200 - 600 pounds
78" - 180"
The Atlantic Bluefin Tuna is one of the largest, fastest, and most fantastically colored fishes. They are shiny blue on the top, shimmery silver/white on the bottom, and reddish rear fins. They can be easily distinguished from other tuna species because of their smaller pectoral fins. They have a pineal window on its head that helps them navigate a wide range of areas. This large fish has a streamlined, torpedo-shaped body that is built for speed and endurance.
Atlantic Bluefin Tuna is the largest of its tuna family. Their average size is 6.5 feet in length and 550 pounds, although they can reach twice that size in both weight and length, a whopping 12 feet and 1400 pounds. The Pacific Bluefin Tuna is smaller, with its average size of 5 feet and 130 pounds.
Bluefin Tuna meat is regarded as the most delicious, particularly among sashimi eaters. Their demand and prices have soared over the last 30 years worldwide, especially in Japan. Commercial operations have found new ways to catch them causing overfishing causing the Bluefin Tuna population to plummet. There are international conservation efforts to save them, but illegal fishing in Europe is endangering this species.
The Bluefin Tuna hunts fish such as mackerel and herring. They also enjoy invertebrates like crustaceans and squid along with kelp and zooplankton.
Their average speed is 43 mph, and they can dive as deep as 3,300 ft.
Sharks and whales are occasional predators of young Bluefin Tuna.
Atlantic Bluefin spawn in the Gulf of Mexico and spawning starts in April and ends in June. Up to ten million eggs are laid, and eggs hatch within 48 hours. They have broadcast spawning habits, which means a few males and females at the same time in the same water release sperms and eggs. This ensures maximum fertilization of eggs.
Bluefin Tuna is native to both the eastern Atlantic and the western Atlantic Ocean. These large fish are a highly migratory species found from New Foundland to the Gulf of Mexico. They are also native to the Mediterranean Sea and were populated in the Black Sea until they were fished to extinction. As they are a rare warm-blooded fish, they comfortably live in cold and tropical water.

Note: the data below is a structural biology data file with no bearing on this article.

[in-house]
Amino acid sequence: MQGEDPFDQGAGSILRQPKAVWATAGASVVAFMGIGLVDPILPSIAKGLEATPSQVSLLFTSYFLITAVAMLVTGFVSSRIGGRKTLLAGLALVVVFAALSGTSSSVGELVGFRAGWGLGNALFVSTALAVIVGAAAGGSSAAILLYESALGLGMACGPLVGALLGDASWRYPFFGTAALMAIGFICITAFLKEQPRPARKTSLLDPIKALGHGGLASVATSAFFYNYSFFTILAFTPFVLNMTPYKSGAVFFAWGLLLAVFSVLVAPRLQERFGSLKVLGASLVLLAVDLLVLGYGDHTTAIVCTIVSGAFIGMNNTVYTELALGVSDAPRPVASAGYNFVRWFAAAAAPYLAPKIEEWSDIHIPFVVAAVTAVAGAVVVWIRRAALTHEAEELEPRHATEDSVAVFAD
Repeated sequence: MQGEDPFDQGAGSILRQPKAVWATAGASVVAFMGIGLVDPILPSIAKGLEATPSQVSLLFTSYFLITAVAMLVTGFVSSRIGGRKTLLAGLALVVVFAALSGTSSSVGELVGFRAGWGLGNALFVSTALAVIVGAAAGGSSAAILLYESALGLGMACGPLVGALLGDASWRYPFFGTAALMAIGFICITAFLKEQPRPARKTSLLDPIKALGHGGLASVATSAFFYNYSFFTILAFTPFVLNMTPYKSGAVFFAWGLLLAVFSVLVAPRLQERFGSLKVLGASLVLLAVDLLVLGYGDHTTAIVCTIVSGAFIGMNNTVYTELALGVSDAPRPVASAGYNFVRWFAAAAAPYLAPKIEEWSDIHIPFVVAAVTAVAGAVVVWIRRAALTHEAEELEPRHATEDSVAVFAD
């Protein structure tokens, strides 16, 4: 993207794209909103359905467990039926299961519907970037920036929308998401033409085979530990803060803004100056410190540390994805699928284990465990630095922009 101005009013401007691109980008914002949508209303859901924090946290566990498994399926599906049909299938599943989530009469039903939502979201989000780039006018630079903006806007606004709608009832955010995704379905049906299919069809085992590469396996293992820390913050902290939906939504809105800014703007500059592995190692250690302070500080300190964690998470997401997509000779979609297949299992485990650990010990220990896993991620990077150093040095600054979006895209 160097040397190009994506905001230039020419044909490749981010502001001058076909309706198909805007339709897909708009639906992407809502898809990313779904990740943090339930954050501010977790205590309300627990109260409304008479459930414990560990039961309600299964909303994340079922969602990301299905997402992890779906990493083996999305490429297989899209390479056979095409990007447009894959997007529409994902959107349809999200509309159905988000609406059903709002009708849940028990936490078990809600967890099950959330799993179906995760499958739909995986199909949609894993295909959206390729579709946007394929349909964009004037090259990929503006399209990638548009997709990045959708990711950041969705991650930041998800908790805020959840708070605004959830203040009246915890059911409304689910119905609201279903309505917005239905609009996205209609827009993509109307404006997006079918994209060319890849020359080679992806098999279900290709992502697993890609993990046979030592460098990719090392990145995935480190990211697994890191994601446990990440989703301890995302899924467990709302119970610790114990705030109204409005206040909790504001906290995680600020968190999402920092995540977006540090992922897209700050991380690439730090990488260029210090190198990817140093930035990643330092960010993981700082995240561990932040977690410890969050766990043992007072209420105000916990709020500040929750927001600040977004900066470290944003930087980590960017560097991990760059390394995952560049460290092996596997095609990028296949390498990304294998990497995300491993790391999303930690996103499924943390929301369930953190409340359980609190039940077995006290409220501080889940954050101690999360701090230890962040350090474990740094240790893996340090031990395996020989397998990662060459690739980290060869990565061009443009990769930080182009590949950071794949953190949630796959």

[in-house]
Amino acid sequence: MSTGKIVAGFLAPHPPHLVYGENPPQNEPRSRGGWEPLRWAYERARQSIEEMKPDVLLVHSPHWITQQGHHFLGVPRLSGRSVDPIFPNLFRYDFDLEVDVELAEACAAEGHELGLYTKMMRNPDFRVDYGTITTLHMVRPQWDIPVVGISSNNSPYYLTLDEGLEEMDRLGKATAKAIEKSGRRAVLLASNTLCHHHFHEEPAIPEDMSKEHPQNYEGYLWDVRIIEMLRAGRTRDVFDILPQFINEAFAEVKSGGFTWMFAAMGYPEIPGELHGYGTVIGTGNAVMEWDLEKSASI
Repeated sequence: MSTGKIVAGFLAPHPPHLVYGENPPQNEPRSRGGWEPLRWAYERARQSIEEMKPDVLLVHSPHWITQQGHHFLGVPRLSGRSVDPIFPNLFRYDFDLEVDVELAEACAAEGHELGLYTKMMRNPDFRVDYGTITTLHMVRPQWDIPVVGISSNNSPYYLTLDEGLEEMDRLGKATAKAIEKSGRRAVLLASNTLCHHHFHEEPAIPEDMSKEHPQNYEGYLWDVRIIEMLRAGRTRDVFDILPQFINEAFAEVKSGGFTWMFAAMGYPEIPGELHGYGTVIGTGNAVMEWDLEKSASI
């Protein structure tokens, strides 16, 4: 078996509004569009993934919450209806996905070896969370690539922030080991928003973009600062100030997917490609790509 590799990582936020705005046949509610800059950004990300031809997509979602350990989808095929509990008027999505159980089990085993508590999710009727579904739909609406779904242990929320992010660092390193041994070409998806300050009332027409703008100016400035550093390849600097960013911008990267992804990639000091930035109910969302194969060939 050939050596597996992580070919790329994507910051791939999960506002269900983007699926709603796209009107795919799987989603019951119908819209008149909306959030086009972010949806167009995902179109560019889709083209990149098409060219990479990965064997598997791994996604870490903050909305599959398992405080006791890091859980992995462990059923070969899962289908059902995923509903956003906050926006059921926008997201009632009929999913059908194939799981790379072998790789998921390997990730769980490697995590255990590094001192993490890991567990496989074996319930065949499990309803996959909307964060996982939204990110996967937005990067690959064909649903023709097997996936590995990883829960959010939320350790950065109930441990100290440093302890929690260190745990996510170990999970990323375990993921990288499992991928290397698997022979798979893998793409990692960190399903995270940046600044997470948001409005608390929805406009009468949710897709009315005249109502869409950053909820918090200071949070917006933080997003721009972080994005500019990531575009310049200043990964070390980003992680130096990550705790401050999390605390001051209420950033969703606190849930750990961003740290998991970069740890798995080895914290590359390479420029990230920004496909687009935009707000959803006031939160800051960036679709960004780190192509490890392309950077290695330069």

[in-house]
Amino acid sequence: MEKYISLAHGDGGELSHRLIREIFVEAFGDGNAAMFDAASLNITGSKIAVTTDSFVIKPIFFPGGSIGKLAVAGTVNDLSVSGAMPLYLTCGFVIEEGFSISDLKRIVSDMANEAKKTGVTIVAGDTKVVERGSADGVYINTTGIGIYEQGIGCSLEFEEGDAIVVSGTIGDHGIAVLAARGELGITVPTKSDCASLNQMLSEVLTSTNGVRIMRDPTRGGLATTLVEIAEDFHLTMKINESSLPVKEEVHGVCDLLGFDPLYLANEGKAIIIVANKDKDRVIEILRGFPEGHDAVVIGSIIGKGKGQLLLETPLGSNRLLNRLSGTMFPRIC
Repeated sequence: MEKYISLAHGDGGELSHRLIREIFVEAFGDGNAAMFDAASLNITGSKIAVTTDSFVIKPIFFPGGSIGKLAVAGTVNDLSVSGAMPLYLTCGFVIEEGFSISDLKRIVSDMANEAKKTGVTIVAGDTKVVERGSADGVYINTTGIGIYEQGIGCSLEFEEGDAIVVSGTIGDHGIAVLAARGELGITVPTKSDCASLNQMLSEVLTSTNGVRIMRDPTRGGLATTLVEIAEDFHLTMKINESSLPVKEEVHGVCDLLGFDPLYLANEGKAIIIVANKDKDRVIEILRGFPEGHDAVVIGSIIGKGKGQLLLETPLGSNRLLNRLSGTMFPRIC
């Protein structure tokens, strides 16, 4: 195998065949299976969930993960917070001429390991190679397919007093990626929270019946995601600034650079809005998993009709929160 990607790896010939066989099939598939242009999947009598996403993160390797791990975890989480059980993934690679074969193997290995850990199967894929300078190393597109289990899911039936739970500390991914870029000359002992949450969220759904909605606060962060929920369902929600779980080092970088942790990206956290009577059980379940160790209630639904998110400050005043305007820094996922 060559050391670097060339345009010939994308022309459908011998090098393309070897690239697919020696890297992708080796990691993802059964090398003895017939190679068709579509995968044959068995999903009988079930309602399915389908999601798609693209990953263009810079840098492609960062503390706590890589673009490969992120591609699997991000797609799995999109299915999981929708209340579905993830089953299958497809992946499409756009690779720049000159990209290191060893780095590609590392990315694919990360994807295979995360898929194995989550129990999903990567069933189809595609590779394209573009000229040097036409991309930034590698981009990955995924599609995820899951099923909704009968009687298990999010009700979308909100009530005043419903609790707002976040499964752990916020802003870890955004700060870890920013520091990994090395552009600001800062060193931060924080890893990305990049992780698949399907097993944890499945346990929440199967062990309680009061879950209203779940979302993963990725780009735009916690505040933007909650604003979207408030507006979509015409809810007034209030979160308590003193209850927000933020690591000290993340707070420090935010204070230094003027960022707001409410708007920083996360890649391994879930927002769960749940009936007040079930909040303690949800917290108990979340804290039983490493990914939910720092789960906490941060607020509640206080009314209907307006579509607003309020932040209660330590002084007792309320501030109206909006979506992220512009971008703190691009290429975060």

If trolling for Bluefin, we suggest using small fish natural bait of herring as your first choice. Squid, mackerel, mullet, or whiting can also be used. If using a line, chumming will attract the tuna and use lures of cedar plugs, spoons, feathers, and poppers. Also helpful to use colors of blue or bone, black or silver.
These are strong fish and tough fighters. Be prepared for fast surface runs and deep dives. You will need the heaviest of tackles and a sturdy fishing belt.
Trolling is the way to find the school Bluefin'sas it lets you search and cover large areas. Use outriggers, and your tackle should consist of snap swivels so that anglers can swap the rigs easily.
Note, they usually bite more aggressively during the evening and morning hours. Locate them near offshore islands, reefs, or deep-feeding areas.
Ken Fraser caught world record Bluefin Tuna in Nova Scotia, Canada. Even after dehydrating on the boat for ten hours, it still weighed 1,496 pounds. It was caught on October 26, 1979, by trolling mackerel.
The species is federally managed and requires obtaining a permit and reporting your catch NOAA Fisheries has put in place regulatory measures put in place to manage bluefin tuna bycatch in the pelagic longline fishery for Atlantic highly migratory species.